If your New Year's Resolutions for 2016 doesn't include "trying new things," it's time to make some changes. By trying new things we mean things like foie gras empanadas, sanguches, cactus tacos…those kind of things. Scratch all that off your list while simultaneously eating your way through Miami's newest and tastiest Latin restos. From too much Peruvian (can one ever really have too much Peruvian?) to the continuation of taco mania and an ode to the Mediterranean, here are a few eateries you simply can't miss out on visiting this year.
About that whole trying new things and foie gras empanadas, kill two birds with one stone at Wynwood's newest and best-kept secret GK Bistronomie. The Peruvian-inspired, not so hidden gem is mixing up Peruvian classics with global influences and local ingredients to create novel and delectable dishes. Think grouper doused in a velvety and pungent Parmigiano Reggiano rocoto cream; pisco cured salmon with crème fraiche and caviar; or grilled octopus terrine in aged balsamic with piquillo peppers and botija olives, and that's just the tiraditos. Ceviches keep to tradition with two benchmarks (classic fish or seafood combo) and then go unorthodox with cherrywood Key West pink smoked shrimp alongside green plantains and popcorn, tuna foie gras with pineapple and scallions, or wild mushrooms and yuzu (yes, a mushroom ceviche). Still have room for an entrée? Opt for the braised lamb shank steeped in an aji amarillo Moonshine paste of perfection.
What do you get when you put a Chilean chef with a passion for Peruvian cuisine in the kitchen? The result is 33 Kitchen, a casual neighborhood joint serving up elevated Peruvian-inspired fare. An evident 2016 Miami trend, Peruvian-inspired is all the rage, and here it can best be savored through the seared tuna causa, broiling conchitas (scallops in their proper shell) covered in Parmesan, aji de gallina with a 64 degree egg and potato croquette, or fried arroz con leche spiked with pisco. Simplicity is key here as no single dish on the menu has more than six ingredients and ceviche changes daily in tandem with whatever is swimming in local waters.
The folks behind beloved Spanish gastrobar Bulla have gone, wait for it, Peruvian and opened Pisco y Nazca down south at Town & Country. More than just Peruvian-inspired, Pisco y Nazca is a contemporary yet authentic ceviche gastrobar. That means 10 options of the raw fish dish, from Nikkei to traditional to aji Amarillo to rocoto and even passion fruit or jalapeno huacatay, to satisfy every palate. Can't make up your mind? Go for the ceviche sampler. Helming the kitchen is Gaston Acurio protégé, executive chef Miguel Hernandez, who made the jump to Miami from La Mar in San Francisco. Small and large Peruvian classics "but with a twist" like pasta macho, chaufa, and lomo saltado make up the rest of the menu. With a name like Pisco y Nazca one might expect lots of pisco-based cocktails but it's the beer list (with over 100 international labels) that have been paired with the ceviches.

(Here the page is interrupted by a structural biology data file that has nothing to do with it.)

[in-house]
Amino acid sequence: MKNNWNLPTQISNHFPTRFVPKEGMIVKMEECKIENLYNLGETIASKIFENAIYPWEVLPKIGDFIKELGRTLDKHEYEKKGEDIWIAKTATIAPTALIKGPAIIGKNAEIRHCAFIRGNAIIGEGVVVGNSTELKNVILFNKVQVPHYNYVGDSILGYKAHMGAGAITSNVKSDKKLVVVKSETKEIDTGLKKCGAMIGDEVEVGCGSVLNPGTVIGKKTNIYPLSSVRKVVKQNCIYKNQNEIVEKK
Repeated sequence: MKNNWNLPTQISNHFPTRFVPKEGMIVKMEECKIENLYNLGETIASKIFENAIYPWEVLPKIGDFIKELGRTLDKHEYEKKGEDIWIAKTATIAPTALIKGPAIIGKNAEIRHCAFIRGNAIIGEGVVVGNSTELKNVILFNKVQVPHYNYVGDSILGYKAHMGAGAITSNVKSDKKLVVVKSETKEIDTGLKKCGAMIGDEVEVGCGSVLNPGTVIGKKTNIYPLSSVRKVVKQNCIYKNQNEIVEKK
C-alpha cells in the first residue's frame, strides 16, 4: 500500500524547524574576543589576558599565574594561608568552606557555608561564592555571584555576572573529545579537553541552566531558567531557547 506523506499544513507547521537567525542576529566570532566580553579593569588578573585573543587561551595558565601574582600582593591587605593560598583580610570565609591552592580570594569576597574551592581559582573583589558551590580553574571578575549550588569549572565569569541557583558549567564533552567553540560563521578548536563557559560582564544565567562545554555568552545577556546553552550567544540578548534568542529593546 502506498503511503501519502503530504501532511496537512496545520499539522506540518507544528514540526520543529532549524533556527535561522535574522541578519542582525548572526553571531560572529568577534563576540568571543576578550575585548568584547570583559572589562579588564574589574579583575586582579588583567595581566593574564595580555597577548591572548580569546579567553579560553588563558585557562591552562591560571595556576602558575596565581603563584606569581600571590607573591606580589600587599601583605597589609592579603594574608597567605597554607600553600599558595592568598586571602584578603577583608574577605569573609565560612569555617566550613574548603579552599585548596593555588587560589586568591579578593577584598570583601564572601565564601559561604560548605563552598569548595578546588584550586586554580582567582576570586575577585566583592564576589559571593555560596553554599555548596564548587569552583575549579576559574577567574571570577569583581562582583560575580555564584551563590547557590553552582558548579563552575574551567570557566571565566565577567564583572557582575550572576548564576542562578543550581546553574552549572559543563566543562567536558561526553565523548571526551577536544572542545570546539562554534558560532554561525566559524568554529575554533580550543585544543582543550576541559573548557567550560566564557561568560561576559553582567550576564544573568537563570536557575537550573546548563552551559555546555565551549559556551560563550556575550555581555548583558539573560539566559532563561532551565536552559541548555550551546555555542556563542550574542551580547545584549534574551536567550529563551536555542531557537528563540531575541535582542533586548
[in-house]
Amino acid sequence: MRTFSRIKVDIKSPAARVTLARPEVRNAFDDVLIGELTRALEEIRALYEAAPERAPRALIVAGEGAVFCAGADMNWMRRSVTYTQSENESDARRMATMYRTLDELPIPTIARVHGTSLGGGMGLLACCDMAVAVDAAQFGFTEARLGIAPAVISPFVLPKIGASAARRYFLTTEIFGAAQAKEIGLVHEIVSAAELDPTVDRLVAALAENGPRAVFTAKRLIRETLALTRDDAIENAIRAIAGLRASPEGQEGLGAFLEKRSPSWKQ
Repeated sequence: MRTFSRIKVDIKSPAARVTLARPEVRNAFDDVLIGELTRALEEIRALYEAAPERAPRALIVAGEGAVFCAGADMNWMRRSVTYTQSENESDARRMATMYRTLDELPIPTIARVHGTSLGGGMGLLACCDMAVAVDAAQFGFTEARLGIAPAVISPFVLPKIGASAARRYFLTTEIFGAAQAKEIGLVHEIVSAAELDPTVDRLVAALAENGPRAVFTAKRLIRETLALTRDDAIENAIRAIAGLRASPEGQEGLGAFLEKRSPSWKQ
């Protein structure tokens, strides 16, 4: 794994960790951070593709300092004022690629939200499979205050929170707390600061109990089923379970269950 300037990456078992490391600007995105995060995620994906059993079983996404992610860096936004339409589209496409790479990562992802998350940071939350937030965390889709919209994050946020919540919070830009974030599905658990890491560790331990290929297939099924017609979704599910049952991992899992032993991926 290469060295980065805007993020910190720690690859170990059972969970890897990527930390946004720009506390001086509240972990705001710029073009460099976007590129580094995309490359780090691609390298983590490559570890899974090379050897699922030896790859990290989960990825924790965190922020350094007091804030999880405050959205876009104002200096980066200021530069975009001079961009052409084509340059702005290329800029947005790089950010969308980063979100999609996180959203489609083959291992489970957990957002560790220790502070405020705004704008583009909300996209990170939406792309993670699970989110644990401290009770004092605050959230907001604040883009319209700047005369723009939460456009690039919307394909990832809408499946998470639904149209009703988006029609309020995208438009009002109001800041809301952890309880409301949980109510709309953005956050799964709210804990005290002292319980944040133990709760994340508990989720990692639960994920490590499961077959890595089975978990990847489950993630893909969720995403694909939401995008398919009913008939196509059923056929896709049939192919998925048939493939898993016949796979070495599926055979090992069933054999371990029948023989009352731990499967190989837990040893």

Disclaimer: We promise this is the last Peruvian place on this list (and well worth it). Station 28 might be more new-ish than new but for some bizarre reason not enough people know about the sangucheria (Peruvian slang for sandwich hut) dishing out Peruvian tamales and hamburgers and sandwiches topped with chicharrones, lechon, fried egg (naturally), fried plantains, and fried sweet potatoes. Their secret is in the top-secret house made aji amarillo that gets sopped up by the bread and meat like love at first sight. For you it'll be more like love at first bite. Wash it down with some fresh lucuma, squeezed in house.
Take a trip to Europe without ever having to leave Miami. Simply head to Brickell darling Marion where, besides being transported to somewhere in the Mediterranean, executive chef Jean Paul Lourdes is bringing his three-starred Michelin kitchen experience from Paris, London, and even Hong Kong to elicit a taste of France, Spain, and beyond to the grand cafe. Indulge in watermelon gazpacho, Spanish carabineros or whole fish, fresh from the Mediterranean and grilled over an open wood fire or baked in a mountain of Normandy Sea salt. There's also pan con tomate, Galician style octopus, and paella, as well as a cheese and dessert cart brimming with French fromage and delicacies baked up by pastry chef and former pupil of Jean-Georges Vongerichten Christina Kaelberer. Pro tip: come for the three-course pre-fixe lunch menu.
There's no denying that 2015 was the year of the taco, but the Mexican movement continues well into 2016 with Firito Taco. The taco shack is the brainchild of Alfredo Patino (who also owns neighboring Tap 79 and Bin No. 18 in Edgetwater) and serves up a plethora of, well, tacos. Fixings include churrasco with bacon, avocado crema, and scallions; Coca-Cola chili braised short ribs with roasted garlic, blue cheese, and cilantro; a banh-mi orange-ginger chicken variety; grilled nopales (translation: cactus) and mushrooms; and the quintessential al pastor but with chipotle sauce and some queso for good measure. Housemade agua frescas, horchata, and sweet churros round off the Mexican experience.